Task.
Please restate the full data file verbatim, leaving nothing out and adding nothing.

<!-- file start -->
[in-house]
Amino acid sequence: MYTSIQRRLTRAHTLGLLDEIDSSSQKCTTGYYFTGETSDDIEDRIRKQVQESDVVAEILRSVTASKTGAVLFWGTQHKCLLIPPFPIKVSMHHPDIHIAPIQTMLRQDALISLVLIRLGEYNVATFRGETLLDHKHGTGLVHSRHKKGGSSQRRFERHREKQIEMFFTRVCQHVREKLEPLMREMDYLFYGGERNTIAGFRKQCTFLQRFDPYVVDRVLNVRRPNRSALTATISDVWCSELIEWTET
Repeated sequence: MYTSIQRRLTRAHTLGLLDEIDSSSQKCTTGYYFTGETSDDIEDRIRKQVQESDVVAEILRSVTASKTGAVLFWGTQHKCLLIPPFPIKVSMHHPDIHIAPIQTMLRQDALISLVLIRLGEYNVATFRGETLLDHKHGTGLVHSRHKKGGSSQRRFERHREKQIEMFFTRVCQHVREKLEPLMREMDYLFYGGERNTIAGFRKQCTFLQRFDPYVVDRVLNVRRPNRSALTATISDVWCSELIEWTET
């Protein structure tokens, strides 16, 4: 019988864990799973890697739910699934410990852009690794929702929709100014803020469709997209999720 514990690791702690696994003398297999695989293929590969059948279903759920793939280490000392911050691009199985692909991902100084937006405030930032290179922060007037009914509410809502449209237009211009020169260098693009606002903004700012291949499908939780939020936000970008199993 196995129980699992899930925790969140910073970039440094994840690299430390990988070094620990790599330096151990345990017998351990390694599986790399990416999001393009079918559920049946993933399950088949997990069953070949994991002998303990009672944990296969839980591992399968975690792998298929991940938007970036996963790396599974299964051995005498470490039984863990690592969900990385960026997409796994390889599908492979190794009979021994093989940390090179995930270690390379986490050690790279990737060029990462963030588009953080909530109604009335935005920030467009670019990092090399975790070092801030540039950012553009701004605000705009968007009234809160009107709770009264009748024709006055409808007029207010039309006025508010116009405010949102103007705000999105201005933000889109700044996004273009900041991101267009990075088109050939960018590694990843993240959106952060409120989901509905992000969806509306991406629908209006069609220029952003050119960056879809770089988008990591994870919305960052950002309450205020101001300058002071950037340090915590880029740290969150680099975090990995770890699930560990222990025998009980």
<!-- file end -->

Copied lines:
[in-house]
Amino acid sequence: MYTSIQRRLTRAHTLGLLDEIDSSSQKCTTGYYFTGETSDDIEDRIRKQVQESDVVAEILRSVTASKTGAVLFWGTQHKCLLIPPFPIKVSMHHPDIHIAPIQTMLRQDALISLVLIRLGEYNVATFRGETLLDHKHGTGLVHSRHKKGGSSQRRFERHREKQIEMFFTRVCQHVREKLEPLMREMDYLFYGGERNTIAGFRKQCTFLQRFDPYVVDRVLNVRRPNRSALTATISDVWCSELIEWTET
Repeated sequence: MYTSIQRRLTRAHTLGLLDEIDSSSQKCTTGYYFTGETSDDIEDRIRKQVQESDVVAEILRSVTASKTGAVLFWGTQHKCLLIPPFPIKVSMHHPDIHIAPIQTMLRQDALISLVLIRLGEYNVATFRGETLLDHKHGTGLVHSRHKKGGSSQRRFERHREKQIEMFFTRVCQHVREKLEPLMREMDYLFYGGERNTIAGFRKQCTFLQRFDPYVVDRVLNVRRPNRSALTATISDVWCSELIEWTET
């Protein structure tokens, strides 16, 4: 019988864990799973890697739910699934410990852009690794929702929709100014803020469709997209999720 514990690791702690696994003398297999695989293929590969059948279903759920793939280490000392911050691009199985692909991902100084937006405030930032290179922060007037009914509410809502449209237009211009020169260098693009606002903004700012291949499908939780939020936000970008199993 196995129980699992899930925790969140910073970039440094994840690299430390990988070094620990790599330096151990345990017998351990390694599986790399990416999001393009079918559920049946993933399950088949997990069953070949994991002998303990009672944990296969839980591992399968975690792998298929991940938007970036996963790396599974299964051995005498470490039984863990690592969900990385960026997409796994390889599908492979190794009979021994093989940390090179995930270690390379986490050690790279990737060029990462963030588009953080909530109604009335935005920030467009670019990092090399975790070092801030540039950012553009701004605000705009968007009234809160009107709770009264009748024709006055409808007029207010039309006025508010116009405010949102103007705000999105201005933000889109700044996004273009900041991101267009990075088109050939960018590694990843993240959106952060409120989901509905992000969806509306991406629908209006069609220029952003050119960056879809770089988008990591994870919305960052950002309450205020101001300058002071950037340090915590880029740290969150680099975090990995770890699930560990222990025998009980």